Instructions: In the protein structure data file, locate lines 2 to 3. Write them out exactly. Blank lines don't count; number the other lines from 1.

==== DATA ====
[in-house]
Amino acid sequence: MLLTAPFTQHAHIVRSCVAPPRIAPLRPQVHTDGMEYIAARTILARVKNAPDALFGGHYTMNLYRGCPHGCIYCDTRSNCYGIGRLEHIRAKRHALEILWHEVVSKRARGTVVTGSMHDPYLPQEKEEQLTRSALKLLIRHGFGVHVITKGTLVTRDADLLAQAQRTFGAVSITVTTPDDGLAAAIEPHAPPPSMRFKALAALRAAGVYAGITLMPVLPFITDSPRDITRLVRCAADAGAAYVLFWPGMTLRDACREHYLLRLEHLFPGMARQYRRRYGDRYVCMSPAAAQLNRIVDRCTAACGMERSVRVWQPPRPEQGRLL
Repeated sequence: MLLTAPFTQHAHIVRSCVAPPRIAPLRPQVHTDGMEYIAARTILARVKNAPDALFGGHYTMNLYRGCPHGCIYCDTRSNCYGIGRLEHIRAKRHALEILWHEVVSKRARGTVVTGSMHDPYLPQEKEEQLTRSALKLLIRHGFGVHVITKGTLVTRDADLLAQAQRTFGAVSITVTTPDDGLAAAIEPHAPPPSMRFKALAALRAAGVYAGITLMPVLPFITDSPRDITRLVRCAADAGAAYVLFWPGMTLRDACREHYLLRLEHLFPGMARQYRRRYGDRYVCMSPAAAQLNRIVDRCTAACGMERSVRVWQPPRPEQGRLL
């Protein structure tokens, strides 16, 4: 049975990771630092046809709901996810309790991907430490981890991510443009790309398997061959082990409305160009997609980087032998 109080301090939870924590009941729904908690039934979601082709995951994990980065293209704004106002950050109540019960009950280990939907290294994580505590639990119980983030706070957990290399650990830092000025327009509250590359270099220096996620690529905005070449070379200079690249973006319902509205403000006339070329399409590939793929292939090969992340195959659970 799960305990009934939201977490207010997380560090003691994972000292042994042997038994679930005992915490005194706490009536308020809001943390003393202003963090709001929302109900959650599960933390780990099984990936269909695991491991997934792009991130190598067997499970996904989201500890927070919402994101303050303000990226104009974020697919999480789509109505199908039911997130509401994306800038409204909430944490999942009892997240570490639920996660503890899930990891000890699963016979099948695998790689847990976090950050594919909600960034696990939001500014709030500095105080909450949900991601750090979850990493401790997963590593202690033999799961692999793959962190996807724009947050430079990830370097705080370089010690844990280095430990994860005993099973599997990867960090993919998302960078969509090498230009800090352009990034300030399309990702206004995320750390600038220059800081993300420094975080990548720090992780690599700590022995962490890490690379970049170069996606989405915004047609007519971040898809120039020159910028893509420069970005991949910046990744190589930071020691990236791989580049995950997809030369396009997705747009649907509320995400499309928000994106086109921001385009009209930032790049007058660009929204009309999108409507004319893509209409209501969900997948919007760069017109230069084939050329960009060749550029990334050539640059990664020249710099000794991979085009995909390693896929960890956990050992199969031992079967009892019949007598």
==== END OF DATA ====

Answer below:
Amino acid sequence: MLLTAPFTQHAHIVRSCVAPPRIAPLRPQVHTDGMEYIAARTILARVKNAPDALFGGHYTMNLYRGCPHGCIYCDTRSNCYGIGRLEHIRAKRHALEILWHEVVSKRARGTVVTGSMHDPYLPQEKEEQLTRSALKLLIRHGFGVHVITKGTLVTRDADLLAQAQRTFGAVSITVTTPDDGLAAAIEPHAPPPSMRFKALAALRAAGVYAGITLMPVLPFITDSPRDITRLVRCAADAGAAYVLFWPGMTLRDACREHYLLRLEHLFPGMARQYRRRYGDRYVCMSPAAAQLNRIVDRCTAACGMERSVRVWQPPRPEQGRLL
Repeated sequence: MLLTAPFTQHAHIVRSCVAPPRIAPLRPQVHTDGMEYIAARTILARVKNAPDALFGGHYTMNLYRGCPHGCIYCDTRSNCYGIGRLEHIRAKRHALEILWHEVVSKRARGTVVTGSMHDPYLPQEKEEQLTRSALKLLIRHGFGVHVITKGTLVTRDADLLAQAQRTFGAVSITVTTPDDGLAAAIEPHAPPPSMRFKALAALRAAGVYAGITLMPVLPFITDSPRDITRLVRCAADAGAAYVLFWPGMTLRDACREHYLLRLEHLFPGMARQYRRRYGDRYVCMSPAAAQLNRIVDRCTAACGMERSVRVWQPPRPEQGRLL